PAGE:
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AGDC: SOE Talks Cross-Platform MMO Possibilities

AGDC: SOE Talks Cross-Platform MMO Possibilities

September 10, 2007 | By Brandon Boyer

September 10, 2007 | By Brandon Boyer
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At their Austin GDC lecture on Friday, Sony Online creative directors Chris Cao and Jens Andersen talked creative considerations when creating multiplatform MMOs, building the framework for a PSP/PC Spy Vs. Spy in the process.

Cao, formerly lead designer on Everquest II and here representing a veteran of PC MMOs, and Andersen, a ten year console vet on games like Battlezone and Clone Wars, kicked off the session with a specific claim that MMOs weren't rightly a genre like RTS or FPS, but rather a category of game that can contain elements of the former.

With the distinction out of the way, the two said that your primary consideration in creating a cross platform MMO were two simple lists of 'why's and 'how's that people play. The 'why', said Andersen is a constant, it's what keeps people playing, while the 'how' is malleable.

Cao added that it's "important to recognize that you can separate the why," and that it's "something to serve separate from the how."

So what exactly are the 'why's? The first is the scene itself -- the game world, with Cao saying it's important to have a public space for everyone to gather in, as it gives your characters and items an objectivity -- the value of your in-game stuff seems more real. "The stronger a scene," said Cao, "the more people are going to be invested."

The next is "stuff" -- in game items, money, collectibles -- as everyone likes having our possessions, with the added benefit to the game by nature of their permanence. Also, "status" is an "indispensable part" of an MMO experience, as people can compare themselves to others.

Said Cao, "It has to do with social nature. Giving people keys to status, whether it's your level or something more complex, is the key to culture," making players feel like they have a place within the world.

Finally, there's "sharing," a key difference in MMO play to other kinds of play. Doing real, tangible, valuable things for other players is a key to forming relationships and friendships.

Next, Andersen focused on the 'how's, which by definition are specific to each game and platform. "Controls" are the most obvious and the most important as they define how you move around in the world and serve both as the gateway to the game and its barrier to entry.

The next is the "challenge." "Fundamentally, this is what hurdles you have to go over to get the 'why's, the barrier between you and the 'why's," said Andersen, adding that while this generally boils down to combat, it could be a wider variety of activities like crafting and resource gathering.

Next, "communication" will vary greatly from platform to platform, with text chat being most prevalent in PC MMOs, but voice chat being more important in games like CounterStrike and on console and handheld platforms.

Finally, "collecting" too is going to change by platform. Collecting is simply gathering "stuff" from actual in-game gear, to cards in a collectible card game, or real life items given out from playing the game. All of the above factors boil down to a game's core gameplay.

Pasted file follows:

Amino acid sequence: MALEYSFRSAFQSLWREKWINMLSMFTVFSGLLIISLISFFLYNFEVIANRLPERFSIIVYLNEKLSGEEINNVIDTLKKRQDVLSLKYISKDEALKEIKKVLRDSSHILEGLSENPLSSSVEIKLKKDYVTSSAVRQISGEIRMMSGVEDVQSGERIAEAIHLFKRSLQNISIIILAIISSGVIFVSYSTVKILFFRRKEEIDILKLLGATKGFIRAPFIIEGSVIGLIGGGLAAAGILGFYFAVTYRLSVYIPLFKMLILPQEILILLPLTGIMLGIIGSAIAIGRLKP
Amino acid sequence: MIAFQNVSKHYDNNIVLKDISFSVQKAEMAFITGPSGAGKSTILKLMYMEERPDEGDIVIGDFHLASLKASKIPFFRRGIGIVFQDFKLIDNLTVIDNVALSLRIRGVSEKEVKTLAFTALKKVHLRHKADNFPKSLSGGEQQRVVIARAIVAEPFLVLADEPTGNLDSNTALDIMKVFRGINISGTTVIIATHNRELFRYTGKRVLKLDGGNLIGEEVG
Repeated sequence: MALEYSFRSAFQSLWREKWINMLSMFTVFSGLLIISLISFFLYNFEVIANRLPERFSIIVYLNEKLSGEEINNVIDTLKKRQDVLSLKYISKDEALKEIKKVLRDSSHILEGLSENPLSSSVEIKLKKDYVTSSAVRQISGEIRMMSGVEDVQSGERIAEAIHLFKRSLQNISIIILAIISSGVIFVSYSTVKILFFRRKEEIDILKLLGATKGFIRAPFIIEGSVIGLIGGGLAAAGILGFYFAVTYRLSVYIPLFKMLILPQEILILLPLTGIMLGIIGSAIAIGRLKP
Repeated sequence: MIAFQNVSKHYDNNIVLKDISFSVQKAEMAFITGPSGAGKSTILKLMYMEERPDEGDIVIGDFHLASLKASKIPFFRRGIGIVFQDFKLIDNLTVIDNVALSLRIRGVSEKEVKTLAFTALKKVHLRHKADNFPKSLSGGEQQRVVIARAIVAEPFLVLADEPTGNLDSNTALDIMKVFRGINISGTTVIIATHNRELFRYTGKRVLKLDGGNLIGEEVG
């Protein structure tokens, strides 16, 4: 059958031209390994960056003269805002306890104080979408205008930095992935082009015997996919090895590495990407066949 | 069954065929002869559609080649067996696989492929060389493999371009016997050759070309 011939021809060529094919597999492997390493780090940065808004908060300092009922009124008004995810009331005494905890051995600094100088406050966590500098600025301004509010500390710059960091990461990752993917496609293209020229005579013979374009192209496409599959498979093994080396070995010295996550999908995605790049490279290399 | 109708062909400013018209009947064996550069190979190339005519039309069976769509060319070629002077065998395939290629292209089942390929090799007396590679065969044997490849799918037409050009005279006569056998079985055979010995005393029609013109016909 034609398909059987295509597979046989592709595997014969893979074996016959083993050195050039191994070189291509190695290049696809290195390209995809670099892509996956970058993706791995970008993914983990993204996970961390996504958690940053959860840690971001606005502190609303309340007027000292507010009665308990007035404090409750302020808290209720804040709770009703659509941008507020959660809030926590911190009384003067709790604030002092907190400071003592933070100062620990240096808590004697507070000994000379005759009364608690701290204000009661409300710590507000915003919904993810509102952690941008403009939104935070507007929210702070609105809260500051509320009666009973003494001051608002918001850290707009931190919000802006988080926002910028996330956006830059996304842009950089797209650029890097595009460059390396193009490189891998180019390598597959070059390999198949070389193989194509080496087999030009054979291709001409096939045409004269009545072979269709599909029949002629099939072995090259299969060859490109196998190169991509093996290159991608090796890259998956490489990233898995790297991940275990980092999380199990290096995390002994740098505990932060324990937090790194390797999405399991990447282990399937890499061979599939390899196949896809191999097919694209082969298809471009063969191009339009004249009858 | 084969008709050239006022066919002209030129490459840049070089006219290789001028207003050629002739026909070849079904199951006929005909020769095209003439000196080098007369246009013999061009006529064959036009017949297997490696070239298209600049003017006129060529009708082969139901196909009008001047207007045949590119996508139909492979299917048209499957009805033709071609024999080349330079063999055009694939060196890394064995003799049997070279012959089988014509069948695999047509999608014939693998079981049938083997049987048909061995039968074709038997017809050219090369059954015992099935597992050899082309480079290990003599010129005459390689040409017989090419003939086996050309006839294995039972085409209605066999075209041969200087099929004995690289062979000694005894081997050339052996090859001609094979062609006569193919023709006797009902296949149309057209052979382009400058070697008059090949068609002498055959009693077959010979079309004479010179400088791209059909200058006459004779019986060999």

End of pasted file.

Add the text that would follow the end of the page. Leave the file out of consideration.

The two then gave their formula for building a new cross platform MMO, starting with IP/theme -- the actual story and setting. To that you add your platforms, and here, the two said, they may diverge from marketing, which wants to put the most games on the most platforms, and instead look at their target audience and see which platforms that audience is play. Those two factors together represent your gameplay genre.

To illustrate the point, the two created a fictional Spy Vs. Spy game that they wanted to create for PSP and PC, and went through the process with audience help.

The first step, said Cao, is to assemble experts not just in technology and art, but with specific platform and genre experience. For this, said Andersen, a studio would want to find an MMO expert, someone experienced in long term play and with dealing with players in live space, and a handheld expert, someone who's done anything on any handheld, not necessarily the PSP itself. Finally, they'd want an 'evil spy' expert -- a creative person who knew "how to tie all this stuff together," and would have knowledge of the genre as a whole.

Cao said next the studio would specify the game's hows and whys in a very detailed manner, keeping in mind the intended platforms. Andersen notes that when he was working on Battlefront, which originally was exclusive to the PS2, the company looked at the controls of successful shooters like Halo and made specific concessions to that platform.

When a PC version later was planned and ported, gamers were disappointed when they didn't get a hardcore shooters -- they were disappointed with the targeting and the level of gameplay -- its Halo style targeting assisted system. If the team had known they would eventually be doing both versions ahead of time, other plans could have been made to customize more per platform.

In general, the two said, it's extremely important to assemble your experts and pass whys and hows through each other. "Abandon labels and make your game," concluded Andersen, reminding the audience to remember that MMOs are not a genre in and of themselves, but simply a category, and to make the game fit within that category.


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